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Berto Monard's GRB Award

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GRB030725: An Amateur Discovery in a Professional Field

Berto Monard, an AAVSO member and observer, is the first amateur to discover the afterglow to a GRB before the professional community. While many afterglows have been imaged by amateurs, including the famous GRB030329, this is the first time an afterglow was discovered and published by an amateur.

The NASA/MIT satellite HETE2 detected a possible GRB on July 25 at 11:46UT. Monard was alerted to the detection of the GRB through the AAVSO GRB alert system and discussion group. He used a .3m telescope at his Bronberg Observatory near Pretoria, South Africa to search the 30 arc minute error pattern that the HETE satellite distributed.

More Press Coverage!
AAVSO Press Release
NASA Press Release
Sky & Telescope article
Astronomy article
Spaceflightnow.com
The Amateur Scientist
South African Sunday Times
Science in Africa
StarStuff.org
 

Upon comparison with many finder charts he discovered a new object near the edge of the error pattern. Further observations showed the object fading rapidly, as one would expect from GRB afterglows. His discovery was announced in GCN #2324. A few days later he observed the field again and published further photometry in GCN #2334.

July 29, the Danish 1.5m telescope at the European Southern Observatory in La Silla, Chile observed the field and confirmed Monard's discovery. Their confirmation was announced in GCN #2335. This GRB and Monard's excellent work is a prime example of why amateurs around the world are needed in this field. It was difficult for professionals to observe this GRB for many reasons, among them: 1. It was very far south (-50 degrees declination) 2. The IAU General Assembly was underway meaning many professionals were out of the office 3. Major colleges in both hemispheres were on holiday break (summer for north, winter for south) 4. An X-Ray flare (XRF) just a few days earlier had used up the target-of-opportunity (TOO) time for many GRB chasers.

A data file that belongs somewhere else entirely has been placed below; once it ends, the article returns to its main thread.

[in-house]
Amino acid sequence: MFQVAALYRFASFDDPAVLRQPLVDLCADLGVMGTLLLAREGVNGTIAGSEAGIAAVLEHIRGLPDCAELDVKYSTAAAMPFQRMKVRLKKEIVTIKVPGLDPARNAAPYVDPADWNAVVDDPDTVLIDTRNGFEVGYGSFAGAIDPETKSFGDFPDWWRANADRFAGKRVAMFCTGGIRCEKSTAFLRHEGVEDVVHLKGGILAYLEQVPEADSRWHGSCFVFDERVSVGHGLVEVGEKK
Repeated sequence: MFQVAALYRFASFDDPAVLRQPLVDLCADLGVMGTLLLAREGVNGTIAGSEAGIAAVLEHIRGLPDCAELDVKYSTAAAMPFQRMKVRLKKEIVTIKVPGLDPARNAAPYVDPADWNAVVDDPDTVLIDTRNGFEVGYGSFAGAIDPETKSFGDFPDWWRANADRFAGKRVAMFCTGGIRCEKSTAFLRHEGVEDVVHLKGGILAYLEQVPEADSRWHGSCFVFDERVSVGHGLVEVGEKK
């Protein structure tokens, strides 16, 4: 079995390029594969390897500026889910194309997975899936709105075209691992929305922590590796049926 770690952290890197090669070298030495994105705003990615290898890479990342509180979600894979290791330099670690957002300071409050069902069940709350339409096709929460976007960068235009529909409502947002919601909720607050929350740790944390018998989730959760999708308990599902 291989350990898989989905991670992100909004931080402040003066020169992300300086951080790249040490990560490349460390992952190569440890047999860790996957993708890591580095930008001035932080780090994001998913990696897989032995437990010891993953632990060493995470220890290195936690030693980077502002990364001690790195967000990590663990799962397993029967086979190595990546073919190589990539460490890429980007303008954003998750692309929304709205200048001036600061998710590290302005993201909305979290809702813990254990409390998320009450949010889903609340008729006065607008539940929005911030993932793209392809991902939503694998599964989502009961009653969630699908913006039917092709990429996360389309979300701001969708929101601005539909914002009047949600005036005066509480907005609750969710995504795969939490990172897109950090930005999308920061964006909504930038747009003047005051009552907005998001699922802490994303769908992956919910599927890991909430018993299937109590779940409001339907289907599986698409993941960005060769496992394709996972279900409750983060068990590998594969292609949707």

Amateurs stepped in and filled the void and now a unique GRB afterglow has been observed that otherwise would have been missed. Congratulations Berto!

    * Read a first-hand account of the discovery by Berto himself!
    * See the animated before-after GIF

Two messages from NASA GRB astronomers:

Date: Fri, 1 Aug 2003 15:45:56 -0500
From: "Fishman, Jerry"

Thanks for sending this wonderful news of the discovery of a GRB
afterglow by Berto Monard in South Africa.

We were "on-target" to support the work of these dedicated and expert
amateur astronomers through the AAVSO.  The GRB afterglow field has
"exploded" in the past two years and will continue to do so, with the launch
of SWIFT next year.  It's great to see that there is a significant role in
this important research to be played by the AAVSO partners.  Aaron and Arne
continue to provide valuable support for these observations.
---

---------- Forwarded message ----------
Date: Mon, 4 Aug 2003 15:47:50 -0400
From: Lou Kaluzienski

Thanks very much [for your news] of this exciting development!  
This is a very impressive first for the AAVSO program on GRB
monitoring--on behalf of NASA's Office of Space Science, please
extend our sincerest congratulations to Berto for this wonderful
result.  As we have discussed in connection with earlier AAVSO
observations of GRB's, the enthusiasm and efforts of amateur
astronomers like Berto in helping to resolve this long-standing
scientific mystery is truly inspirational.

I am delighted that NASA has been able to assist in this quest at
unraveling the mysteries of the GRB phenomenon and appreciate your
kind words acknowledging our support.  With the prospect of
continuing exciting observations from HETE and the upcoming launch of
Swift, I look forward to further breakthrough discoveries from AAVSO
members.

Best Wishes.

Lou Kaluzienski
 

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